And we're seeing a whole new realm of sort of digital diagnostics. In my pocket I have an attachment that's an otoscope that can go in your phone. I have 3D-printed parts; here's mini me. So we have new tools that you can use at home, whether it's 3D printing a cast if you've had a fracture, and here's an example from 3D Systems. Scan your fracture; make one that fits you. All these things are enabling cheaper, faster, more effective health care. It can democratize it around the planet. You can have telemedicine talking to your doctor or nurse on Skype anywhere on the planet, which has increasingly broadband accessibility. You can have diagnostics, labs on a chip. It's not just our quantified self-data; it's the ability to do this on your smartphone or to communicate that to a pathologist here in New York from rural Africa.
All those things are shifting the power curve to the empowered and engaged consumer and patient who can be a data donor, can be connected to their own data to gain insights early, can have a visit with their clinician in more seamless less expensive and less time-consuming ways. So we're in an interesting era now, whether it's a tricorder or knowing your own genomics or having embedded sensors kind of like your own personal check engine light can really shift health care diagnostics and therapy in smart ways. So I think the most important thing anyone can do is start owning their own health. Using tools and apps to quit smoking, get on a diet, tweet out their weight from your scale, all those things can come together in powerful ways to be more proactive and preventative as opposed to waiting for disease to happen. So be the COO of your own health; don't wait for your doctor to tell you what you need to do when you're in the ER or worse.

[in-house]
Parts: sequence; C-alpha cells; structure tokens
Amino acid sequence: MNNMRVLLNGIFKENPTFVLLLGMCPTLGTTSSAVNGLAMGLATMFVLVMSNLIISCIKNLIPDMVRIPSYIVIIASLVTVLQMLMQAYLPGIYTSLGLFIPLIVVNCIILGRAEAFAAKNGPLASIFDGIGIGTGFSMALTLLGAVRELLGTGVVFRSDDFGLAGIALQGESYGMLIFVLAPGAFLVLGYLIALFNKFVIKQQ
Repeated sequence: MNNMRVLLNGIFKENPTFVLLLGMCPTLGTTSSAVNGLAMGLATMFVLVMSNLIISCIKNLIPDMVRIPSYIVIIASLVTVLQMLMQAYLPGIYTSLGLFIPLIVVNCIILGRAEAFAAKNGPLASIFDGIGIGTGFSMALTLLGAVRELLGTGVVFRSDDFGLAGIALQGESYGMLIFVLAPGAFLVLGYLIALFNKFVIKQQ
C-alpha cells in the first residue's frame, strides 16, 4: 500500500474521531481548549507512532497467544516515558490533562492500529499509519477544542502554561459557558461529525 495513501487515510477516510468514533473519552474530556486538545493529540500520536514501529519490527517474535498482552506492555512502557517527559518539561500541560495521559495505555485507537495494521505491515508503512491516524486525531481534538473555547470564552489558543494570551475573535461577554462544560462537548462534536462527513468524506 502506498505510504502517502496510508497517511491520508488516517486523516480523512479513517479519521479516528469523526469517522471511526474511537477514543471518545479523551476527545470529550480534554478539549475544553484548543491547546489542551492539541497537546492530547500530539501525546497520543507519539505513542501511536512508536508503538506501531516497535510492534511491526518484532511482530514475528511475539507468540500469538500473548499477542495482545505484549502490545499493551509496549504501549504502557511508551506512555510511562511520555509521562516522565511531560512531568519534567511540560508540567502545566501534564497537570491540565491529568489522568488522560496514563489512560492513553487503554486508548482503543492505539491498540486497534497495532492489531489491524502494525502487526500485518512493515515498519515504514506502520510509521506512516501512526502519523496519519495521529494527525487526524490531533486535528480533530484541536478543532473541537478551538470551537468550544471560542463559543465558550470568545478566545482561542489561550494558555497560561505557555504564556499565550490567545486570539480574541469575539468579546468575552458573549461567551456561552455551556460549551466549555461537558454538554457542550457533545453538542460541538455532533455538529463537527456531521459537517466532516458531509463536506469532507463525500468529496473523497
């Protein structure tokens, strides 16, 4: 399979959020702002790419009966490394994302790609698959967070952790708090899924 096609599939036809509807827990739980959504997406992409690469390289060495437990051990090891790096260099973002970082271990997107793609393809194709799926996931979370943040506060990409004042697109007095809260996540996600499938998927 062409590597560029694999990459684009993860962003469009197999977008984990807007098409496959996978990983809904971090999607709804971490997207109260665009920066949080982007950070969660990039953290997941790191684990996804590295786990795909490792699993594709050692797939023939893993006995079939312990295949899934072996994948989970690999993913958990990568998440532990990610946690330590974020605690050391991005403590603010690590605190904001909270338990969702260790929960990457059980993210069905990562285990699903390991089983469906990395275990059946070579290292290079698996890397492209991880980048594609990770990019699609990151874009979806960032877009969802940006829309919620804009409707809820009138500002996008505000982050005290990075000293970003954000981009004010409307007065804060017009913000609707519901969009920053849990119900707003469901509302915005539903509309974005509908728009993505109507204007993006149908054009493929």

"Own your own health," says Singularity University's Daniel Kraft. Exciting new technologies with major health care implications are emerging. 3D printing, diagnostic apps, new forms of data analysis — these are all tools that democratize health care for consumers. In this video interview, Kraft shows off some of the emerging tools that fit in his pocket and demonstrates how exponential technology is about to change the ways we take care of ourselves.
Explore how alcohol affects your brain, from the first sip at the bar to life-long drinking habits.
- Alcohol is the world's most popular drug and has been a part of human culture for at least 9,000 years.
- Alcohol's effects on the brain range from temporarily limiting mental activity to sustained brain damage, depending on levels consumed and frequency of use.
- Understanding how alcohol affects your brain can help you determine what drinking habits are best for you.
If you want to know what makes a Canadian lynx a Canadian lynx a team of DNA sequencers has figured that out.
- A team at UMass Amherst recently sequenced the genome of the Canadian lynx.
- It's part of a project intending to sequence the genome of every vertebrate in the world.